Canadian Consulting Engineer

Site Remediation: Dry Cleaning Legacy, Nova Scotia

Jacques Whitford EnvironmentKeeping our clothes smart and fresh comes at a cost to the environment. Dry cleaning involves chlorinated solvents which sometimes used to leak and contaminate soil and gro...

June 1, 2002  Canadian Consulting Engineer

Jacques Whitford Environment

Keeping our clothes smart and fresh comes at a cost to the environment. Dry cleaning involves chlorinated solvents which sometimes used to leak and contaminate soil and groundwater in older establishments. Today there is much more environmental awareness and dry cleaners have advanced with closed loop operations and better staff training.

Jacques Whitford Environment was called in to clean up the soil and groundwater contamination under a dry cleaning store in a shopping mall in Dartmouth, Nova Scotia. The owners wanted complete remediation done in a short period, and at the same time they wanted the mall to stay open to customers. The contamination identified during an environmental site assessment included perchloroethylene (PCE) and daughter products produced by biodegradation over 15 years, such as trichloroethylene (TCE), cis-1,2 dichloroethylene and vinyl chloride.

A multi-disciplinary team of engineers, geoscientists and contractors conducted the remediation by first removing the contaminated soil from an area 30 m x 30 m under the mall’s concrete floor slab. The excavation was 7 metres deep and required sheet piling, bracing supports and dewatering.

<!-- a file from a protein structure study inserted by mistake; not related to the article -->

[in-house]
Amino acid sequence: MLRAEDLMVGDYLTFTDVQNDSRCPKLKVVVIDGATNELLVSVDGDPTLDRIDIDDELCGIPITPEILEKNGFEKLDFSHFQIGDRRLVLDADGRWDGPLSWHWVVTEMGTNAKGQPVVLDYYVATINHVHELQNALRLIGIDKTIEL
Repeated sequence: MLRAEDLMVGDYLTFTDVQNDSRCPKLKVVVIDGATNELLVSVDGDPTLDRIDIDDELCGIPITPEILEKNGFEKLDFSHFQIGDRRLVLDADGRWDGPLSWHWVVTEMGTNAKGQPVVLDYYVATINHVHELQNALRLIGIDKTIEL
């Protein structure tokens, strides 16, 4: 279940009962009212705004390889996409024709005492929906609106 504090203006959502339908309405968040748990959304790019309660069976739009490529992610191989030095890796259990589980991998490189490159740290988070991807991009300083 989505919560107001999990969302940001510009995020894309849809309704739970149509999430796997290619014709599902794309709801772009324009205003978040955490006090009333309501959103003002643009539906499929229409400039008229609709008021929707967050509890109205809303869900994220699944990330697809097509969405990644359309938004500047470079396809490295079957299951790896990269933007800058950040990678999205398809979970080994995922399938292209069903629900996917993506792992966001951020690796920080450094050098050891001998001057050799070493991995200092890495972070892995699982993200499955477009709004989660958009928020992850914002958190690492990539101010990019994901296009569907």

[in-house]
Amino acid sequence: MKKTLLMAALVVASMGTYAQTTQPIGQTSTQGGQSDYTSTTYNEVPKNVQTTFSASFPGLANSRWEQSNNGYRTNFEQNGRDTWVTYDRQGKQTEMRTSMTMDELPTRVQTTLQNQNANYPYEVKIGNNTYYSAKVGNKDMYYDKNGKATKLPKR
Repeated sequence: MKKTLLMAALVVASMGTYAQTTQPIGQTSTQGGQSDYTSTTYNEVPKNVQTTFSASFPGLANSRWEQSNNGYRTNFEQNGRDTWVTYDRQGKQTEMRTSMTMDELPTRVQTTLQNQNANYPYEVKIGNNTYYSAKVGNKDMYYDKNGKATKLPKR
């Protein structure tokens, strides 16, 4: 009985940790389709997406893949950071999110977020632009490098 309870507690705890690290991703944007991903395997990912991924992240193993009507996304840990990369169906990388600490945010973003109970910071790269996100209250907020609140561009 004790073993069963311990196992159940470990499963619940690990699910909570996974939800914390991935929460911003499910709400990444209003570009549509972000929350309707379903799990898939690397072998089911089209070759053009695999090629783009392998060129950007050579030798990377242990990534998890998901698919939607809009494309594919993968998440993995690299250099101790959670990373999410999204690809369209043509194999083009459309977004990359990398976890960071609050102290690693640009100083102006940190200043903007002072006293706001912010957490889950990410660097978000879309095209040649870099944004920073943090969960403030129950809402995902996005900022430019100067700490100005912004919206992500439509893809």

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For the in-situ remediation of the groundwater, potassium permanganate in aqueous solution (3%) was added to oxidize the contaminants. Over 200,000 litres of the solution (KMnO4) was gravity fed into approximately 100 shallow screened injection wells inside the mall.

Before returning the area back into tenant spaces, the team installed a sub-slab vapour extraction system, as well as provisions for remote access ground water monitoring and future injection well applications.

Monitoring for a year after completion in October 2000 has shown that the dissolved total chlorinated solvents have been reduced by over 95%. The project’s capital cost was $3 million.–BPCCE

Prime consultant: Jacques Whitford Environment (JWEL) (Gordon G. Check, P.Geo.)

Other consultants: Halsall Associates (structural), Ellard-

Willson Engineering (mechanical), RWB Engineering (shoring)

Contractor: PCL Constructors Canada

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Engineering


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